Monday is the biggest challenge the Met Police has ever faced

Queen Elizabeth II: Dai Davies discusses policing of funeral

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Queen Elizabeth’s funeral poses an “unprecedented” test for the Metropolitan Police as vast crowds anticipated for the biggest civic event in decades, an expert in British policing has warned. Meanwhile, with world leaders flying in from all over the world, including US President Joe Biden, ensuring their safety will be a “primary concern” given the threat posed by international terrorism, Rick Muir, director of independent policing think tank the Police Foundation, added.

The Queen’s death on September 8 has been followed by a period of national mourning, with the queue for people to pay their respects at Westminster Hall, where her coffin currently is, reaching five miles on Friday.

Mr Muir told “It’s a massive operation, probably unprecedented in scope and clearly, there are a number of things that they’ll be thinking about.

“One is they’ll need a lot of police officers and we’ve already seen that officers within the Met have had the rest days cancelled and everybody is being pulled on to what are going to be 12-hour shifts.”

Large numbers of officers were being drafted in from outside London, Mr Muir stressed.

He explained: “A significant number of police officers need to be mobilised because when it comes to something like this, policing is a labour intensive business, it’s about having boots on the ground.

“Bear in mind the fact that they’ll be asking their people to do very long shifts so just from a people-management point of view it is a challenge.

“Then there’s security challenges, which are significant. There’s an ongoing threat from terrorism, which obviously will probably be their biggest concern.”

The threat level is not as high as it has been, but the risk is still rated as “substantial”, Mr Muir pointed out.

He added: “The police and obviously MI5 will be monitoring all the chatter and just kind of observing whether they think there’s any live risk.

“The other thing is from a public order perspective. You’ve got to manage large crowds and that’s a challenge.

”And of course, you’ve got to do that in a context of balancing a number of different things, such as people’s ability to move around and get around the city and the need to make sure people can attend the funeral.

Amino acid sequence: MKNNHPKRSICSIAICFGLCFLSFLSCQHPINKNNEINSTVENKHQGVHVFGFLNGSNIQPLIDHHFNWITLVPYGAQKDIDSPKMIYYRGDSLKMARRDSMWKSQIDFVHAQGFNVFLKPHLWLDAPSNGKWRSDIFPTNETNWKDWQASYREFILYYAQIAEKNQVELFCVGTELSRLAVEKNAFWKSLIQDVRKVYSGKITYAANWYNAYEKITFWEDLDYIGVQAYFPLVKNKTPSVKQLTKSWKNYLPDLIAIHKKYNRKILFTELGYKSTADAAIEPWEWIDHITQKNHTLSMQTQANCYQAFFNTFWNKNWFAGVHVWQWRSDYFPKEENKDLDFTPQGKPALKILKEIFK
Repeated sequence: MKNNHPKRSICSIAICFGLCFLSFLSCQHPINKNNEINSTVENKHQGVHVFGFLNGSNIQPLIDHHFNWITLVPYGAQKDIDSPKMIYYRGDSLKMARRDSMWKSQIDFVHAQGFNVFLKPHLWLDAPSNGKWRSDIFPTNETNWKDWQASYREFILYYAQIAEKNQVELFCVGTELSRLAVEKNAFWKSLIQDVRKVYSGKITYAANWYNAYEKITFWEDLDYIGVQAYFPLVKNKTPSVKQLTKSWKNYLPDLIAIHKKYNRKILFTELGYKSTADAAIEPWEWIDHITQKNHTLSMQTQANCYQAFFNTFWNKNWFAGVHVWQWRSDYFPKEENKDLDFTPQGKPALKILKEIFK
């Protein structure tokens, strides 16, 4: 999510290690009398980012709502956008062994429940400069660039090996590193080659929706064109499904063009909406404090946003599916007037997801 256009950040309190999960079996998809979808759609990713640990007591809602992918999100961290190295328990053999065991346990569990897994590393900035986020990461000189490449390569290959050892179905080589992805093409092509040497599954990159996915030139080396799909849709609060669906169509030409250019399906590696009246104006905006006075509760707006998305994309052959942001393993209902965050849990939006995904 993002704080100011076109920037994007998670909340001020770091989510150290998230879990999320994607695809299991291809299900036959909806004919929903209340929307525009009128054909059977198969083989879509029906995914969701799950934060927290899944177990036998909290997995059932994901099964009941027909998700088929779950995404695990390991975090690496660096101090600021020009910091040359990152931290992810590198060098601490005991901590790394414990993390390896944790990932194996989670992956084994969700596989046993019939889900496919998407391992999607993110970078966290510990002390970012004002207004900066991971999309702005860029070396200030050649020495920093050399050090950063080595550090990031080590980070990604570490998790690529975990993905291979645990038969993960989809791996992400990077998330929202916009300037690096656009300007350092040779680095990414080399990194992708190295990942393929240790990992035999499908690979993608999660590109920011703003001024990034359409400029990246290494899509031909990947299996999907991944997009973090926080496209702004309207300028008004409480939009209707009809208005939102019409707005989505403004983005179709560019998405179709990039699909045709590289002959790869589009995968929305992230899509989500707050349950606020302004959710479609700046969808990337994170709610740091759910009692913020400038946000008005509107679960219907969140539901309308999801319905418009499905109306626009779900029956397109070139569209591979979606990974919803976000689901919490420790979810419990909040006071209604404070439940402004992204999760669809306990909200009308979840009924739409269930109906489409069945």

“Then there’s the issue of political protests, which is which are as we’ve seen has been difficult because you have to get the balance right between safeguarding public order and also safeguarding people’s rights under the Human Rights Act, to freely express themselves.

“Then there’s the issue of political protests, which is which are as we’ve seen has been difficult because you have to get the balance right between safeguarding public order and also safeguarding people’s rights under the Human Rights Act, to freely express themselves.

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“People cannot be arrested just for holding up a sign saying that they don’t believe in the Monarchy although I don’t imagine there’ll be a lot of protests around the funeral itself, it would be pretty distasteful if people did that.”

Neither would normal day-to-day policing work cease, Mr Muir emphasised.

He said: “There will still be still issues around violent crime, there will still be burglaries, all of the other ongoing pressures such as people into with mental health problems getting into crises, or children going missing, all of that will be going on in a big complex city like London. None of that will stop.”

Assessing the challenge facing the Met Police, and specifically new Commissioner Sir Mark Rowley and Deputy Commissioner Dame Lynne Owens, Mr Muir said: “It’s a massive test and of course, we’ve got a new commissioner and a new deputy commissioner.

“The Met is always under scrutiny – we’ve seen obviously recently with the death of Chris Kaba the other week and an officer has been suspended as a result of that.

“The new commissioner has come in and said that he wants to make restoring public confidence in the Met his number one priority and this is a really big challenge, because literally the week they come into the job, they’ve been confronted with probably one of the most difficult policing operations in recent history.

“But what I would say is that they will be prepared for it. They’ve been preparing for this event for some time, you know, because they knew that it was likely to happen and that it would be a very significant operation.

“So there will be a plan and there will be people who, within the Met, will have been working on this for some time.

“So it’s not the case that all the leadership will have changed and people won’t know what they’re doing.”

Speaking on Friday, Deputy Assistant Commissioner Stuart Cundy said 22 miles (36 km) of barriers had been deployed in central London to help control the crowds.

He added: “There’s absolutely nothing that compares to our policing operation this week, and particularly on Monday for the state funeral.

“This will be the single largest policing operation that the Met Police has ever undertaken and I think is every likely to undertake.”

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